Honeybees and Distant Thunder
By Onda Riku
Translated by Philip Gabriel
Review by George Mullins
Over the past month I have had the pleasure of reading this wonderful book by Onda Riku. Honeybees and Distant Thunder is a book about sounds, nature, music and inspiration. The story is set around an international piano competition and follows the journey of its competitors.
The story focuses on the fictional Sixth Yoshigae International Piano Competition, being held in Japan. We follow the prestigious competition and its group of international competitors from the entry auditions to the opening of the contest and all the way until it’s completion. The book’s chapters are segregated into corresponding parts of the competition, following this order: entry, round one, round two, round three and the finals.
What I found most intriguing about Honeybees and Distant Thunder is that rather than following the story from the point of view of one character in particular, the competition actually enfolds from the perspective of many different actors. We start by learning about some of the judges, and then the personalities of the competitors. We even observe the competition from the eyes of more minor players such as the piano turner, a reporter and a competitor’s wife. Each performer has their own style and relationship with music. There are child geniuses, and one competitive character sees the competition as akin to a sporting event. Another character describes himself as a family man playing ‘ordinary man music’. Learning about the different performers, their history and relationship to music is a particular pleasure of the story.
This shifting perspective gives us a comprehensive overview of this fictional international piano competition, providing a deeper sense of reality. This multiple-view perspective also allowed me to pick my own favourite competitor and follow their journey. Without wanting to spoil anything, I will say that the character I was routing does not win the competition in the end!
Although there are many different characters and performers, an important story flowing alongside the competition is that of pianist named Jin Kazama, or 風間塵 in Japanese. The author tells us that, rather ironically, the “Jin” in his name uses the same kanji as “dust” or “rubbish”! Jin is a young and unconventional performer, whose idiosyncratic style of playing both impresses and appals the judges in equal measure. His laid-back attitude and genius act as an interesting catalyst for book.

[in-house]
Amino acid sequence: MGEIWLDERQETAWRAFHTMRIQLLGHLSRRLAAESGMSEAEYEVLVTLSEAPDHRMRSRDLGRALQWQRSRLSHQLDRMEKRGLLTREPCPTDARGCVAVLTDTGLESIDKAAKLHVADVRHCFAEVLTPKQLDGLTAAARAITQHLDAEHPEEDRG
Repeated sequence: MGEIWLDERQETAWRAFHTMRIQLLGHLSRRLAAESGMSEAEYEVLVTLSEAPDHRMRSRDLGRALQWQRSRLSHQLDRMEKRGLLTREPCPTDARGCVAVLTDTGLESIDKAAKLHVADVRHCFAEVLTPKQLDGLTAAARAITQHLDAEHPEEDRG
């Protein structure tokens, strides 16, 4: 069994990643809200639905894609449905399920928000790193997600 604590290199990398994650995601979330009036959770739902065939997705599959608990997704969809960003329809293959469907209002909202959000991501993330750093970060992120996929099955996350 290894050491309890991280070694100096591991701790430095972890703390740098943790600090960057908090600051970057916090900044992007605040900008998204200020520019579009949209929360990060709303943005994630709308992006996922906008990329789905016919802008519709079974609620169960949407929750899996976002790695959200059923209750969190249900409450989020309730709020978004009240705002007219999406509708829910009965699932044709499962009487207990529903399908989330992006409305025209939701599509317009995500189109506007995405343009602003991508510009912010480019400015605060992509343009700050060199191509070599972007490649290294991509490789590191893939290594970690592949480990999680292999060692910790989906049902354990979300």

Lovers of classical music will surely enjoy this book. Characters discuss famous classical piano ballads and concertos and the author wonderfully describes the sounds of the pianists. For instance, she describes one character’s playing as ‘free and easy, so generous, yet with a haunting insight’. Readers with a good knowledge of classical music will take pleasure in imagining melodies as they read about the different characters’ styles of playing.
On the other hand, people like me with only a layman’s grasp of music can also easily enjoy this book too. The stress and tension of the competition is palpable and the characters’ (and author’s) love of music shines through each page, making it a very inspiring read. I found myself sitting on the edge of my seat as I got more and more invested in certain characters and wanted them to succeed in the competition. The countless references and descriptions of famous piano pieces also act as a good springboard for learning more about classic music. For example, thanks to this book I have discovered a wonderful piece called Je te veux by a French composer Erik Satie.
The author of Honeybees and Distant Thunder, Onda Riku, is a celebrated writer in Japan. When this book was first published in Japanese in 2017, it became a bestseller, selling over a million copies. It also became the first novel to win both the Naoki Prize and the Japan Bookseller’s Award. In 2019, the book was even turned into a successful Japanese film.
The translator, Philip Gabriel, does a great job on this English translation. He gives us some useful explanations regarding Japanese language and culture, helping us understand nuances that can often get lost in translation. His description of a character’s name, Aya Eiden, whose last name Eiden, 栄伝, roughly means ‘to convey glory’ in English, springs to mind. I feel that this kind of information allows us to better grasp the story and are helpful to anyone interested in Japan.
I would highly recommend Honeybees and Distant Thunder not only to those interested in classical music, but also to anyone who has a vague passion for music, and wants to learn more about Japan.